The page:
THE BLOG
12/11/2012 06:44 pm ET | Updated Feb 10, 2013

Patent Licensing Schemes: Creating a Bad Holiday Bargain?

As millions of Americans rush to buy gifts this holiday season, with a big emphasis on consumer electronics as a primary purchase for the young and old alike, it is probably safe to assume that most people are not focused on the patent licensing infrastructure that allows those consumer electronics to be brought to market. While much calculation and research may go into getting the best Black Friday or Cyber Monday deals, little do most consumers know that patent licensing actually has a relationship to how good those coveted bargains really are.

Understanding the relationship of patents to consumer choice and prices is critical to both the costs that consumers face at the retailer as well as the ease of entry for new inventors and companies in the consumer electronics space to offer new and lifestyle changing products.

How is it that many companies are able to provide products that are relatively the same? We all have our nuances as "Macs" or "PCs," but without a system in place for companies to get permission to use various technologies in products like media players, we would have a world of more lawsuits and fewer product launches.

A core component of the underlying technology used in consumer electronic media products is known as MPEG-2. It was created in 1996 by "pooling" together 27 patents that allowed for companies to go to one entity to get the licenses they needed for the various parts of this technology, essential to many of the products we enjoy today.

To make licensing certain technologies more available and streamlined to these consumer electronics companies, they are able to go to an entity like MPEG-LA, a "patent pool," and come together as a group of companies to license their use of certain technologies through one organization, with the intent of bringing the licensing costs to more affordable rates and increasing crucial patent process efficiencies. At its core, the idea is based on "strength in numbers": everyone cooperating in these pools makes it more affordable to license for all members, allowing you, the consumer, to get your consumer electronic device from your brand of choice. It allows you to have Sony's latest portable media player if you do not like Apple's iPod and vice versa.

This system seems like an effective solution until the patented technology that is being licensed begins to expire, meaning that the patents lose the power that brings their value. No more patent protection means there is less value to what is being licensed. If something has less value, one would guess that the price would go down.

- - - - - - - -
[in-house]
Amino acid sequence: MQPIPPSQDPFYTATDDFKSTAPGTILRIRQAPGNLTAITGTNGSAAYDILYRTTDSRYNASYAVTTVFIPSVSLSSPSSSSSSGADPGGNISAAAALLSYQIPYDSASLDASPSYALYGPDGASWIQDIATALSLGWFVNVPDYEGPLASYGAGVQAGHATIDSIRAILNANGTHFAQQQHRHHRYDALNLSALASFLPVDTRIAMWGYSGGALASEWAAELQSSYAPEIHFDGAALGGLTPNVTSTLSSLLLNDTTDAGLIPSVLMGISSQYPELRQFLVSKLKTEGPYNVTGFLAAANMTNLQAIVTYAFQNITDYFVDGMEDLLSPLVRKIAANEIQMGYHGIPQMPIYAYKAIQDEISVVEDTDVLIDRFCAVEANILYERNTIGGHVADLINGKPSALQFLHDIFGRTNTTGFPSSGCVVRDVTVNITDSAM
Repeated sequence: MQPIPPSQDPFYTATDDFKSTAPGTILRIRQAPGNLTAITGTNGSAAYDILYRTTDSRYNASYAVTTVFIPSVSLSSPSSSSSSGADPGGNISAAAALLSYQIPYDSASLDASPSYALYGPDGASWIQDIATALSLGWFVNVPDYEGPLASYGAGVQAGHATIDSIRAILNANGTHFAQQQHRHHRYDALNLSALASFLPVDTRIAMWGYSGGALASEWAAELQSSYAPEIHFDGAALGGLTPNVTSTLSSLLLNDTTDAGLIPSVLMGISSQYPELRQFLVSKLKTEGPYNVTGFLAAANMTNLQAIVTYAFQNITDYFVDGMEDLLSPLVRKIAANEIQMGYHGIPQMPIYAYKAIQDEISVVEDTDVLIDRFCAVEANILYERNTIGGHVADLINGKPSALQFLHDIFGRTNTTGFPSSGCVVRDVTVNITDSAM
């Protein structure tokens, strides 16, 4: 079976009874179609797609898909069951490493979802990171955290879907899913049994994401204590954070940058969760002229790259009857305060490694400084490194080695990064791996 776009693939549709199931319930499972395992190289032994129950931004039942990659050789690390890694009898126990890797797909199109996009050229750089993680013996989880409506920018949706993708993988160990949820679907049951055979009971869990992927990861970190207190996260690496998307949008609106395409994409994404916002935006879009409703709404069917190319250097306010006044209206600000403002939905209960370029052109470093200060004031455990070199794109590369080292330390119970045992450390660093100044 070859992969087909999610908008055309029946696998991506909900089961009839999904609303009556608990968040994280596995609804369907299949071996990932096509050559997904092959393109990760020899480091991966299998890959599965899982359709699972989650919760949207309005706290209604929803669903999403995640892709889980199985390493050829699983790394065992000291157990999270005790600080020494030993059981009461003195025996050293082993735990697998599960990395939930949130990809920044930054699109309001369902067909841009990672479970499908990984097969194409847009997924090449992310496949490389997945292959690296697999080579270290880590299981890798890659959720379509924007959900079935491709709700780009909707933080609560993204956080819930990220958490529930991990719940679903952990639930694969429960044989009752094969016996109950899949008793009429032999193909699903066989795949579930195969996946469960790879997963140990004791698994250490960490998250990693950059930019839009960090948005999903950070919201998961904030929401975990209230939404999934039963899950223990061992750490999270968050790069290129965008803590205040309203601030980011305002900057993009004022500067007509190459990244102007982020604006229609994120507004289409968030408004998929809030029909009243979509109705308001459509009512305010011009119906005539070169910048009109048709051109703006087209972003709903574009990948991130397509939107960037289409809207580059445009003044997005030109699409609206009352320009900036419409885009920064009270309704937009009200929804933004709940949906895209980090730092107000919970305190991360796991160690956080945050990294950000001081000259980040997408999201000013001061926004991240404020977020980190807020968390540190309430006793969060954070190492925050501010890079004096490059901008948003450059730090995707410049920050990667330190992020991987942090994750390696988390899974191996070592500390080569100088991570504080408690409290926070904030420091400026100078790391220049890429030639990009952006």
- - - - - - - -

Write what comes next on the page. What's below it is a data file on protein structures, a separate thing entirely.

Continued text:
Unfortunately, this is not the case with certain patent pools, including MPEG-LA's MPEG 2 pool. Their licensing fees continue to remain at the same rate for licensing its technology even as the patents that provide the protection and right to license near expiration or actually expire.

While consumers may be getting that desirable device this holiday season, consumers are also paying inflated prices resulting from abuse of market power by MPEG LA. From a legal perspective, the framers of the U.S. Constitution had in mind a healthy balance between protecting those who invent and making sure that society benefits from the inventions. In another intellectual property context, borrowing from Professor Lawrence Lessig's comments on copyright monopolies, "... the framers understood something very modern: they knew that the new always builds on the old. They understood the burdens of extended monopolies." The limits on the time of protection granted to an inventor in the Constitution was to allow for the invention to eventually become a public "good." Reducing it to pocketbook economics, the effect of this intent today in the consumer market is that products should become cheaper over time as the patent protection lapses. When patent pooling entities like MPEG-LA do not reduce their licensing fees to correlate to the value of their patents, consumer electronics companies may be prohibited from making products more affordable.

The modern American dream is the team of inspiring entrepreneurs in their garage or the local coffee house creating and inventing. Much of the economic turnaround, even if slow, is being led by startups and other small business owners who are trying to create new consumer electronic devices for consumers to enjoy. The failure of these patent pool licensing fees to drop puts a cost on the consumer good that could affect the consumers ability to purchase the items; it puts a cost on the entrepreneur that could make it market prohibitive to get their invention out to the public. To sum it up, this system could be punishing the idea rich and the cash poor, inventor and consumer alike. That's a holiday bargain for no one.